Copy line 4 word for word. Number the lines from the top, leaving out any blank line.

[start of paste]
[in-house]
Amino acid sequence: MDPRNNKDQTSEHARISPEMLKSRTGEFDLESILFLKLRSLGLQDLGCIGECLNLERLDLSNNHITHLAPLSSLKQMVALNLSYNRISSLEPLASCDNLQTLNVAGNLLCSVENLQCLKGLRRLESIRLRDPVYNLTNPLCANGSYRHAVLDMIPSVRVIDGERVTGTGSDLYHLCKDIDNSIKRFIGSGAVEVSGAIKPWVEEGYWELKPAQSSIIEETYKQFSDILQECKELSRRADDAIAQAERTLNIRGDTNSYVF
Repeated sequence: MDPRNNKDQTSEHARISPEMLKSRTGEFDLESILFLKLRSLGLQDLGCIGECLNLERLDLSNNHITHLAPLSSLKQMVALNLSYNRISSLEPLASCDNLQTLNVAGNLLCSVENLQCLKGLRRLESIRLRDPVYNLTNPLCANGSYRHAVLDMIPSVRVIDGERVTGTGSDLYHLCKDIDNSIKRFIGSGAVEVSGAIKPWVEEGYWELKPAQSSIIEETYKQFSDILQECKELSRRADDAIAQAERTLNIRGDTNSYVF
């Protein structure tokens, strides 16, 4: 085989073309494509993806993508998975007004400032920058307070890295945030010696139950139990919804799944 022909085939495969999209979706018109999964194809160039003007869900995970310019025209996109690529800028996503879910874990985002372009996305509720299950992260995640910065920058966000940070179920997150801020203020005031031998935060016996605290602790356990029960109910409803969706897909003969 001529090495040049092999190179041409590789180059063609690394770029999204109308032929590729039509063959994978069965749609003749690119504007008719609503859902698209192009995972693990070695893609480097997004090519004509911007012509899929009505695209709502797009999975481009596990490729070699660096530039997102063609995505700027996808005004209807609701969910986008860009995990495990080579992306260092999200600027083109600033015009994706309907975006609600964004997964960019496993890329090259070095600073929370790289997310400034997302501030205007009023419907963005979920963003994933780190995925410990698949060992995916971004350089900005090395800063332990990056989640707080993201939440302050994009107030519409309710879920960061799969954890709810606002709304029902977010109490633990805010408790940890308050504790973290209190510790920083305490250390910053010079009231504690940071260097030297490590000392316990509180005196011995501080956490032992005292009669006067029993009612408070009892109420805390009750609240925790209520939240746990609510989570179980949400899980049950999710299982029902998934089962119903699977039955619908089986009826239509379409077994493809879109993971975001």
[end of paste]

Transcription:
């Protein structure tokens, strides 16, 4: 085989073309494509993806993508998975007004400032920058307070890295945030010696139950139990919804799944 022909085939495969999209979706018109999964194809160039003007869900995970310019025209996109690529800028996503879910874990985002372009996305509720299950992260995640910065920058966000940070179920997150801020203020005031031998935060016996605290602790356990029960109910409803969706897909003969 001529090495040049092999190179041409590789180059063609690394770029999204109308032929590729039509063959994978069965749609003749690119504007008719609503859902698209192009995972693990070695893609480097997004090519004509911007012509899929009505695209709502797009999975481009596990490729070699660096530039997102063609995505700027996808005004209807609701969910986008860009995990495990080579992306260092999200600027083109600033015009994706309907975006609600964004997964960019496993890329090259070095600073929370790289997310400034997302501030205007009023419907963005979920963003994933780190995925410990698949060992995916971004350089900005090395800063332990990056989640707080993201939440302050994009107030519409309710879920960061799969954890709810606002709304029902977010109490633990805010408790940890308050504790973290209190510790920083305490250390910053010079009231504690940071260097030297490590000392316990509180005196011995501080956490032992005292009669006067029993009612408070009892109420805390009750609240925790209520939240746990609510989570179980949400899980049950999710299982029902998934089962119903699977039955619908089986009826239509379409077994493809879109993971975001």